How does a dehydrated product differ from a freeze-dried product? Let’s take banana slices as an example. Dehydrated banana slices, such as what you’d find in trail mix, are dense, crunchy, and probably brown. 

A freeze-dried banana slice feels airy as you bite into it. Kind of like a marshmallow in cereal. It’s white, sweet, and flavorful. The freeze-dried banana slice will be more nutritious than its dehydrated counterpart. It will stay good for much longer.   

Real food with quality intact 

More people these days are concerned about their food’s nutritional quality. Freeze-dried food provides that quality. The food is free of synthetic, artificial, and highly processed materials.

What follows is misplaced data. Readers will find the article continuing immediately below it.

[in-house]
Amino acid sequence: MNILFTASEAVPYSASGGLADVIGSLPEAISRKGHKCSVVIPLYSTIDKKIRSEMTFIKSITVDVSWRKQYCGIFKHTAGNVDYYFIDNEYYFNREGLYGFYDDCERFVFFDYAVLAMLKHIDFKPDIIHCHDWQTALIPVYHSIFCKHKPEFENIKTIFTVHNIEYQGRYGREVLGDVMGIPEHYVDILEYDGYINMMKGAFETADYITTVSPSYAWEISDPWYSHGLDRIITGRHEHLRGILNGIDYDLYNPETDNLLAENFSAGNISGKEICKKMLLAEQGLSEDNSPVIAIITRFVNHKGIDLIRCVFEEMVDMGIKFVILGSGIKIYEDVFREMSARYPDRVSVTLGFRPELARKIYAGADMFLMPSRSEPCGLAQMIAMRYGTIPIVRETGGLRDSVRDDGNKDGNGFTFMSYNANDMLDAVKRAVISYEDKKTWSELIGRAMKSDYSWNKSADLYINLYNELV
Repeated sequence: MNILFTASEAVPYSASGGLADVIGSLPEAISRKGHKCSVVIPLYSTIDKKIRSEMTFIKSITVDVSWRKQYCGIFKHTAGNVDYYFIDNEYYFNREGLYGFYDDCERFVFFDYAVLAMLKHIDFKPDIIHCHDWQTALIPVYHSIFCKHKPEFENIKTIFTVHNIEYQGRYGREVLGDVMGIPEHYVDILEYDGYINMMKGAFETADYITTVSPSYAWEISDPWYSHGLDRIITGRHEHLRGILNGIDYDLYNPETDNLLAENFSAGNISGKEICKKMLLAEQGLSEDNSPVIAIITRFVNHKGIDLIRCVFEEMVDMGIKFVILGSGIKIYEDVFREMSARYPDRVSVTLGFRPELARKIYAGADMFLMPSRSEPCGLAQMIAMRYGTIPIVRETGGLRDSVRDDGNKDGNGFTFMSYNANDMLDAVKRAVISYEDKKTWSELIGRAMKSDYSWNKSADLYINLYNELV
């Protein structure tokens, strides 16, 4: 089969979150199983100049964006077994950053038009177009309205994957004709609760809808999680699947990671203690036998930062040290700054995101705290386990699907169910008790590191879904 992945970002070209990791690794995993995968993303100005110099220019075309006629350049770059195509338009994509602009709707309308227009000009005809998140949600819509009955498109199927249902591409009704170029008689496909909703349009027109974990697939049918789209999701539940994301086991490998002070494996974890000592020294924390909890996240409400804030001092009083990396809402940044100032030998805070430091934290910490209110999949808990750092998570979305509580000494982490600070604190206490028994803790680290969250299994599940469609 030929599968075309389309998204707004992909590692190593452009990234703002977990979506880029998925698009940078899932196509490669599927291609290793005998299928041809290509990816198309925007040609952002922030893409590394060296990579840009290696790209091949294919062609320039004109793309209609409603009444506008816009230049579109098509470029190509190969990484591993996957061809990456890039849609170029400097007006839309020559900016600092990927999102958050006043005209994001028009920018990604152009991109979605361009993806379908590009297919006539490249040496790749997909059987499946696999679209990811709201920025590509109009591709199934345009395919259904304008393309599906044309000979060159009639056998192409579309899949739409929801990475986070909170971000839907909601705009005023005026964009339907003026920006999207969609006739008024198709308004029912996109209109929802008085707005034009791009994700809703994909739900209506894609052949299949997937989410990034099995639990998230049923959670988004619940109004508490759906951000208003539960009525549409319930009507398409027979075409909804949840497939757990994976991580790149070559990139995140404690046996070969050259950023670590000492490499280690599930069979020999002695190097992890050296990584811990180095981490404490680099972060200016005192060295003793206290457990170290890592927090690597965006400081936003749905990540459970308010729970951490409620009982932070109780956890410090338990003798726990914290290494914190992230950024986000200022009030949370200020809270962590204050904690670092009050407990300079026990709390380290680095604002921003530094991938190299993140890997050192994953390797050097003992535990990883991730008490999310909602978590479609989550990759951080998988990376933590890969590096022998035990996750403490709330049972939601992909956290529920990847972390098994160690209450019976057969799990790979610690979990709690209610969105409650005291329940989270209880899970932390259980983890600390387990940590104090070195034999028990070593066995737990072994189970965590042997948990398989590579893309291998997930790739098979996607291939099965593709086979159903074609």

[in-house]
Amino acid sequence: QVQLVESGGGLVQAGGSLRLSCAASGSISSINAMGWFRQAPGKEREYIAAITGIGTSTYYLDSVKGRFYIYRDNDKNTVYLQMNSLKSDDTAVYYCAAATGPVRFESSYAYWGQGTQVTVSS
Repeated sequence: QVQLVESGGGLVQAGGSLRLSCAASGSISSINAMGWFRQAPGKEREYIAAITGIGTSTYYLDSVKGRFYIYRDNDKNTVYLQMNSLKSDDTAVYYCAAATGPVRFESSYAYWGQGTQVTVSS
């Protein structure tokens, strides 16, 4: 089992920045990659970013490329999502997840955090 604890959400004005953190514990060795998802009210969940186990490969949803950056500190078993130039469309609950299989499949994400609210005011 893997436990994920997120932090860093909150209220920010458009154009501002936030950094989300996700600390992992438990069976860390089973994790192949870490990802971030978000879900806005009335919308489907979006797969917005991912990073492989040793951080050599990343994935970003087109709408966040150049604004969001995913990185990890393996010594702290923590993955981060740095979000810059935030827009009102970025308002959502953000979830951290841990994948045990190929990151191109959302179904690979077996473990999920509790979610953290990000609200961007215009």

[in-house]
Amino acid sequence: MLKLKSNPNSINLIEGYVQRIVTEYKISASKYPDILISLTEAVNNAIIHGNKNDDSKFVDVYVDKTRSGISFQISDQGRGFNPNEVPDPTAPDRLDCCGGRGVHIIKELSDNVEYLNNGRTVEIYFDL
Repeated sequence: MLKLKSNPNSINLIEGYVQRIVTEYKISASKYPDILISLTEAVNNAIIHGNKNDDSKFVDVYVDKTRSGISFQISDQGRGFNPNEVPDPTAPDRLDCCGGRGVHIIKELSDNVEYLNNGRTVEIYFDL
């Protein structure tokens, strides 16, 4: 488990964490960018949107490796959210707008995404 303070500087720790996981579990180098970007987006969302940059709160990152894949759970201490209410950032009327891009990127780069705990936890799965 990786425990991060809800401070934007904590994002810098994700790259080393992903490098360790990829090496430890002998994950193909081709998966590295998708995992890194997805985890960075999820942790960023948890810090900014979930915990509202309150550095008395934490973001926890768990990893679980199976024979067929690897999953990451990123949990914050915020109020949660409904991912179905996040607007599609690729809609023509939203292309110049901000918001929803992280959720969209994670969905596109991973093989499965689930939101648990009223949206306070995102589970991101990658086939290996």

Freeze-dried fruits and vegetables, for example, are real fruits and vegetables. Not substitutes for what nature offers. And the same is true with other freeze-dried foods. 

Freeze-dried food ingredients are virtually identical to the raw material. Which means the same flavor. 

A moment ago we mentioned that the original shape of freeze-dried food is maintained. However, if you prefer a different size or shape, that’s easily arranged. Just cut up the food how you want it prior to the freeze-drying process. 

Portable & shelf-stable 

In addition to its superior portability, freeze-dried food does not need refrigeration. It can remain shelf stable for many years. And then be rehydrated with cold or hot water quickly and easily.